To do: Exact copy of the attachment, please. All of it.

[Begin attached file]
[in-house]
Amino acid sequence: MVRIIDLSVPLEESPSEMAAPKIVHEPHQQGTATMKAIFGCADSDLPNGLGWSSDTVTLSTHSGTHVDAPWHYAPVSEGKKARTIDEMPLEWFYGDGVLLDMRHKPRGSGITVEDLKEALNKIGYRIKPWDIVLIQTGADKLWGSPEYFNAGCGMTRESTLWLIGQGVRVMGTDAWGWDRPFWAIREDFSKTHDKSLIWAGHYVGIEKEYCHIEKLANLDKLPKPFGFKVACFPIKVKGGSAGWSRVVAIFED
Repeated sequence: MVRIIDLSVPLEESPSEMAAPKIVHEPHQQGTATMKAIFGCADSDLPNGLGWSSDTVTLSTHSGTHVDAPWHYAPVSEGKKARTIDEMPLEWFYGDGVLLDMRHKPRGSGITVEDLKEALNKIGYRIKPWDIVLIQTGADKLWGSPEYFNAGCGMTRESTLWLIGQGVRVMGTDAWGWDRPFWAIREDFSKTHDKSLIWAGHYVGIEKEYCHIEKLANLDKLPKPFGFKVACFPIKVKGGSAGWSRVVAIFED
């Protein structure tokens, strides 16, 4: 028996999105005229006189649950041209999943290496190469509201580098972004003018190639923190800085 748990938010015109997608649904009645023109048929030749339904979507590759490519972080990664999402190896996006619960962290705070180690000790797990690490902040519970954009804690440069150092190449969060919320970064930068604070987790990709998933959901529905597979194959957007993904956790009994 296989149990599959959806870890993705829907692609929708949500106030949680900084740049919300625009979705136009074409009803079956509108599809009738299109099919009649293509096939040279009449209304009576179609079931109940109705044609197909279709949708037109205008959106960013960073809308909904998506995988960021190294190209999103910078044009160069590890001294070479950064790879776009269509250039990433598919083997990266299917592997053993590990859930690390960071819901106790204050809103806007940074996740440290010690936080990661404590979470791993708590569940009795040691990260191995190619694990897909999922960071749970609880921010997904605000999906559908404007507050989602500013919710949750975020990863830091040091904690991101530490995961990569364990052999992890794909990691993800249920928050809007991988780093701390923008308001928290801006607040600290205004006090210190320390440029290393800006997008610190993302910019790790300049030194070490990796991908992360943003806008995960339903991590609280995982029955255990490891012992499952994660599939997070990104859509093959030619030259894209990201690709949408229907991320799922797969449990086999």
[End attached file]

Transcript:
[in-house]
Amino acid sequence: MVRIIDLSVPLEESPSEMAAPKIVHEPHQQGTATMKAIFGCADSDLPNGLGWSSDTVTLSTHSGTHVDAPWHYAPVSEGKKARTIDEMPLEWFYGDGVLLDMRHKPRGSGITVEDLKEALNKIGYRIKPWDIVLIQTGADKLWGSPEYFNAGCGMTRESTLWLIGQGVRVMGTDAWGWDRPFWAIREDFSKTHDKSLIWAGHYVGIEKEYCHIEKLANLDKLPKPFGFKVACFPIKVKGGSAGWSRVVAIFED
Repeated sequence: MVRIIDLSVPLEESPSEMAAPKIVHEPHQQGTATMKAIFGCADSDLPNGLGWSSDTVTLSTHSGTHVDAPWHYAPVSEGKKARTIDEMPLEWFYGDGVLLDMRHKPRGSGITVEDLKEALNKIGYRIKPWDIVLIQTGADKLWGSPEYFNAGCGMTRESTLWLIGQGVRVMGTDAWGWDRPFWAIREDFSKTHDKSLIWAGHYVGIEKEYCHIEKLANLDKLPKPFGFKVACFPIKVKGGSAGWSRVVAIFED
């Protein structure tokens, strides 16, 4: 028996999105005229006189649950041209999943290496190469509201580098972004003018190639923190800085 748990938010015109997608649904009645023109048929030749339904979507590759490519972080990664999402190896996006619960962290705070180690000790797990690490902040519970954009804690440069150092190449969060919320970064930068604070987790990709998933959901529905597979194959957007993904956790009994 296989149990599959959806870890993705829907692609929708949500106030949680900084740049919300625009979705136009074409009803079956509108599809009738299109099919009649293509096939040279009449209304009576179609079931109940109705044609197909279709949708037109205008959106960013960073809308909904998506995988960021190294190209999103910078044009160069590890001294070479950064790879776009269509250039990433598919083997990266299917592997053993590990859930690390960071819901106790204050809103806007940074996740440290010690936080990661404590979470791993708590569940009795040691990260191995190619694990897909999922960071749970609880921010997904605000999906559908404007507050989602500013919710949750975020990863830091040091904690991101530490995961990569364990052999992890794909990691993800249920928050809007991988780093701390923008308001928290801006607040600290205004006090210190320390440029290393800006997008610190993302910019790790300049030194070490990796991908992360943003806008995960339903991590609280995982029955255990490891012992499952994660599939997070990104859509093959030619030259894209990201690709949408229907991320799922797969449990086999």